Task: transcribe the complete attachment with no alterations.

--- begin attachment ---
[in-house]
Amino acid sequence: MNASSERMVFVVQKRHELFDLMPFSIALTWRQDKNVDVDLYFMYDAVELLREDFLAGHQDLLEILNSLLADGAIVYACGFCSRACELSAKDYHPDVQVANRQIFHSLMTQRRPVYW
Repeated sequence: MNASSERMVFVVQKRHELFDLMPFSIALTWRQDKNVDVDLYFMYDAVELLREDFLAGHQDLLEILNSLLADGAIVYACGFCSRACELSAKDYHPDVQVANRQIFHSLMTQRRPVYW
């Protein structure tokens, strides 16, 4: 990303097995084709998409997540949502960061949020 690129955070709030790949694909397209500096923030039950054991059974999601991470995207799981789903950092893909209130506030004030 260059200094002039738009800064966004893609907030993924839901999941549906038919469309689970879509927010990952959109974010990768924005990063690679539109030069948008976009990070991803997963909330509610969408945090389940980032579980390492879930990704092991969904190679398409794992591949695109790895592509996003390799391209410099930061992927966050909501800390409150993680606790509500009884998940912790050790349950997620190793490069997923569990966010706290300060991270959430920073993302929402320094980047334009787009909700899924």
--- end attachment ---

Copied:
[in-house]
Amino acid sequence: MNASSERMVFVVQKRHELFDLMPFSIALTWRQDKNVDVDLYFMYDAVELLREDFLAGHQDLLEILNSLLADGAIVYACGFCSRACELSAKDYHPDVQVANRQIFHSLMTQRRPVYW
Repeated sequence: MNASSERMVFVVQKRHELFDLMPFSIALTWRQDKNVDVDLYFMYDAVELLREDFLAGHQDLLEILNSLLADGAIVYACGFCSRACELSAKDYHPDVQVANRQIFHSLMTQRRPVYW
């Protein structure tokens, strides 16, 4: 990303097995084709998409997540949502960061949020 690129955070709030790949694909397209500096923030039950054991059974999601991470995207799981789903950092893909209130506030004030 260059200094002039738009800064966004893609907030993924839901999941549906038919469309689970879509927010990952959109974010990768924005990063690679539109030069948008976009990070991803997963909330509610969408945090389940980032579980390492879930990704092991969904190679398409794992591949695109790895592509996003390799391209410099930061992927966050909501800390409150993680606790509500009884998940912790050790349950997620190793490069997923569990966010706290300060991270959430920073993302929402320094980047334009787009909700899924």